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Now that fall has begun, it’s not just Halloween and Thanksgiving that are quickly approaching: Parent/teacher conferences are also on the horizon. Are you looking forward to your parent/teacher conference — or are you feeling a bit trepidatious about it? If you know or suspect that you child is having trouble in school, are you doing anything special to prepare for the conference?
When you go into school for conferences, you’ll typically hear from your kids’ teachers about their progress and achievements and how well they’re adjusting to the new school year. Sometimes, though, you’ll find out something unexpected: that your child is having trouble in school. Perhaps, for example, your son or daughter is dealing with anxiety, exhibiting inappropriate behavior, struggling with reading, or demonstrating poor focus and attention.
The teacher may suggest an educational evaluation or recommend a pediatrician visit, depending on the circumstances. Perhaps you’ll find out that your child has a learning disorder, developmental disability, behavioral problem, or mental health issue, such as attention-deficit/hyperactivity disorder (ADHD), anxiety, obsessive compulsive disorder (OCD), depression, autism spectrum disorder (ASD), oppositional defiant disorder (ODD), dyslexia, or dyspraxia. Combined with the stress this news can cause, you may find yourself feeling all sorts of emotions, from relief to anger to guilt to disbelief — or a complicated combination.
Fortunately, there are plenty of resources for you and your child if he or she is having trouble in school (although these vary by state), from school staff to doctors and therapists to local agencies — plus a wealth of information online. (See below.)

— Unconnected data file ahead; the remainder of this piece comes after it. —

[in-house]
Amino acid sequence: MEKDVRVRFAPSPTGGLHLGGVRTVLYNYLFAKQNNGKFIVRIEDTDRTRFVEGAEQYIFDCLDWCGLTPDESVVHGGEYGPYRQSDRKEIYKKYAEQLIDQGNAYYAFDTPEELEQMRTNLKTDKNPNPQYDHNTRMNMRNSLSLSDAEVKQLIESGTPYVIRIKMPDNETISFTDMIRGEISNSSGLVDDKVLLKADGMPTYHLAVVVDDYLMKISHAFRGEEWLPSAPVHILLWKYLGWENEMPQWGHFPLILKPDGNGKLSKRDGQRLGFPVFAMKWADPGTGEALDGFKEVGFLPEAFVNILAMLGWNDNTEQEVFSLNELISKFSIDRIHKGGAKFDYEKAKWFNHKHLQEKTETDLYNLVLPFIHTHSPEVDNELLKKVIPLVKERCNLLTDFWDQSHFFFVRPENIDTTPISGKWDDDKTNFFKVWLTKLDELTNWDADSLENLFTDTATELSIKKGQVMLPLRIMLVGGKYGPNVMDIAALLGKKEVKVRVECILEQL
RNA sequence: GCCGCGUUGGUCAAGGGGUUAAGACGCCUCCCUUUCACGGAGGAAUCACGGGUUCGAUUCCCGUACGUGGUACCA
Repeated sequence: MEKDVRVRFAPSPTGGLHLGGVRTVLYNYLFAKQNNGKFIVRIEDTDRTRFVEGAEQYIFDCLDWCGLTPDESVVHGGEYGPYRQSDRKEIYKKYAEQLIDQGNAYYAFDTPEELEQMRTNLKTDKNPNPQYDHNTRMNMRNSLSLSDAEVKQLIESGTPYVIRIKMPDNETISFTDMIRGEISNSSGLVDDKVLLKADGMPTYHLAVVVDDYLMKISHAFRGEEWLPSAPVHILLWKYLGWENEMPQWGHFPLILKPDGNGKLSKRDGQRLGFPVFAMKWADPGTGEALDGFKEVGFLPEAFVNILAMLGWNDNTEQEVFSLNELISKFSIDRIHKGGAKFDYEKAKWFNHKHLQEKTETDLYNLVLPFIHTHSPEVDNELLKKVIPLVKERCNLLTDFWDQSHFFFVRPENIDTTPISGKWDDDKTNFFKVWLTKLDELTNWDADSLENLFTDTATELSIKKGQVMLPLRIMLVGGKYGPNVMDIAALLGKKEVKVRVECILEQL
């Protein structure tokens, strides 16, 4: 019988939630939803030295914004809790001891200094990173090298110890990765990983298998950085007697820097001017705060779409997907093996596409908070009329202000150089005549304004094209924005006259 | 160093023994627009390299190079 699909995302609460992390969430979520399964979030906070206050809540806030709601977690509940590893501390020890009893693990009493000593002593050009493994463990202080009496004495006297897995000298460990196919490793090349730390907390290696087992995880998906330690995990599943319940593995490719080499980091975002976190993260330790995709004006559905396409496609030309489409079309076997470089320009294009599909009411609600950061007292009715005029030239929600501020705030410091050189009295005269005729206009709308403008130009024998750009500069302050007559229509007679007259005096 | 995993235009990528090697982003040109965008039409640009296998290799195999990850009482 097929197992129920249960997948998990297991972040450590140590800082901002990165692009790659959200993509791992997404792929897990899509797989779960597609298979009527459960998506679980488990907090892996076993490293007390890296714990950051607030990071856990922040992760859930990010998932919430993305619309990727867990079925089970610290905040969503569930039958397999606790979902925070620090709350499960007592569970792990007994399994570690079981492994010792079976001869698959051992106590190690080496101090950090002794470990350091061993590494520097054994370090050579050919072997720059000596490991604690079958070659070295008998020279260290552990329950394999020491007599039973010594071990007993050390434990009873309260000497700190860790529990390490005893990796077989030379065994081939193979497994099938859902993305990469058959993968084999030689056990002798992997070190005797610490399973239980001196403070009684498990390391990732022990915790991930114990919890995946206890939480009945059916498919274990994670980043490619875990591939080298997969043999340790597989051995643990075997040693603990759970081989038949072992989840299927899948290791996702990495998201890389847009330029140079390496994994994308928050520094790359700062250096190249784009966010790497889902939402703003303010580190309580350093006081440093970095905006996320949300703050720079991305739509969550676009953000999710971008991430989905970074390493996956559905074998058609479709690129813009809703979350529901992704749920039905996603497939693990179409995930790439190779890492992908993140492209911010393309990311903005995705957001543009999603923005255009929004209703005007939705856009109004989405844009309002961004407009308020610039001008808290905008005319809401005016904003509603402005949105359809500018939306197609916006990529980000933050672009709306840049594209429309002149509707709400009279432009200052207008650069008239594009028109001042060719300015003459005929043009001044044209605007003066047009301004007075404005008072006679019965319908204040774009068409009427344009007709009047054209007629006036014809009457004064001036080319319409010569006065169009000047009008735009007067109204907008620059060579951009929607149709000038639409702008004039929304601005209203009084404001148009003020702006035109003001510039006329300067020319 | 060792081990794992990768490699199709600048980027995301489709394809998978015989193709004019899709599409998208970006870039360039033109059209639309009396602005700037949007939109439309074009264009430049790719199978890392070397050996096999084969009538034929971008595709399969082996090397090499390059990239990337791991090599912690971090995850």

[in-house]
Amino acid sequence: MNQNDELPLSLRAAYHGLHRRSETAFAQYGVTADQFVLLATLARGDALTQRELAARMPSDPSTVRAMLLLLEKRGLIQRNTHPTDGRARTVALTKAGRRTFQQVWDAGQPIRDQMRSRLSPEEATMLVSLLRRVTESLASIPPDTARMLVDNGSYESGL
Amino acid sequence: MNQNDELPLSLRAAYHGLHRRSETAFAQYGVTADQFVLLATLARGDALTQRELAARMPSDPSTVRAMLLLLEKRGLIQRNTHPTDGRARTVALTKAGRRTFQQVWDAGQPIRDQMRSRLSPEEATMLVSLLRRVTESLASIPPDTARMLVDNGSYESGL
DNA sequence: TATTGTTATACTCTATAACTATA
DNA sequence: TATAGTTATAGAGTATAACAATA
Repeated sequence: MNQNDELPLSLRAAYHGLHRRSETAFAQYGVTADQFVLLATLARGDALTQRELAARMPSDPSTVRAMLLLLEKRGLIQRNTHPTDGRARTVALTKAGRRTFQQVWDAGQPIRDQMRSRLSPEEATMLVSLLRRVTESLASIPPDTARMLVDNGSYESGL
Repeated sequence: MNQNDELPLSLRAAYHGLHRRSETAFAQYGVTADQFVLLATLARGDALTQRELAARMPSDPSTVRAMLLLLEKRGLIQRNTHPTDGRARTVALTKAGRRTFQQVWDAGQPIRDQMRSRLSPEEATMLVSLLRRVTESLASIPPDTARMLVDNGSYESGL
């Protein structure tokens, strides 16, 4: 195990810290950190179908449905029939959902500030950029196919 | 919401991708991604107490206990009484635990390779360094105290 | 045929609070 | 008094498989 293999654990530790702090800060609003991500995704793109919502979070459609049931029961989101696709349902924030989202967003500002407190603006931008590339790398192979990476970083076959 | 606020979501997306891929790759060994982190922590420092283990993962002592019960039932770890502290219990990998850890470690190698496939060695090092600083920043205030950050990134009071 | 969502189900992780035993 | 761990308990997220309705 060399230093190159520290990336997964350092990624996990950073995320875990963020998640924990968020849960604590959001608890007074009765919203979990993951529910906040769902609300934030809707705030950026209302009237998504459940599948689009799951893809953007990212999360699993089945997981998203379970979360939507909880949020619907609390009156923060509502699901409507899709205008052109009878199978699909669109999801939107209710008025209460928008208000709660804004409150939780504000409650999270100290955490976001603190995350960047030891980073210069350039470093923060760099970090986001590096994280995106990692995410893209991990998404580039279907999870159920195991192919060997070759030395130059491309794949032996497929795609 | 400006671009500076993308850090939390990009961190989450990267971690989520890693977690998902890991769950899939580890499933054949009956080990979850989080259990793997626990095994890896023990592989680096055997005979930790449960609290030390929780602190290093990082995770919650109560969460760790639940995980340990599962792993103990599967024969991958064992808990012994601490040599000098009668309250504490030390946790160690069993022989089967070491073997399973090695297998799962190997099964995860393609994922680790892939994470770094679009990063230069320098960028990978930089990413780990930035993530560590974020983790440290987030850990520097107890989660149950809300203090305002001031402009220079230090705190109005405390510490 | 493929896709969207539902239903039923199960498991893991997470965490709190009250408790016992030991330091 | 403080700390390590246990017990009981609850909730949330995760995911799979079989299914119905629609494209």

Have you gotten the news at a parent/teacher conference (or in another context) that your child was having trouble in school? How did you handle it, and what was the outcome? What sorts of resources did you find most helpful? Have you felt supported by teachers and staff at your child’s school? If not, have you had to take any drastic measures such as hiring a lawyer to help you deal with the school, or homeschooling?
- Understood: “to help the millions of parents whose children, ages 3–20, are struggling with learning and attention issues”
- Wrightslaw: “accurate, reliable information about special education law, education law, and advocacy for children with disabilities.”
- ADDitude: “strategies and support for ADHD & LD.”
- Child Mind Institute: “an independent nonprofit dedicated to transforming the lives of children and families struggling with mental health and learning disorders.”
- Friends of Quinn: “an online community that offers resources and support for young adults with learning differences, as well as for the people who love them.”
P.S. October 2–8 is Mental Illness Awareness Week, and you can take the the Stigmafree Pledge at nami.org/stigmafree. October is also Learning Disabilities Awareness Month and National Disability Employment Awareness Month.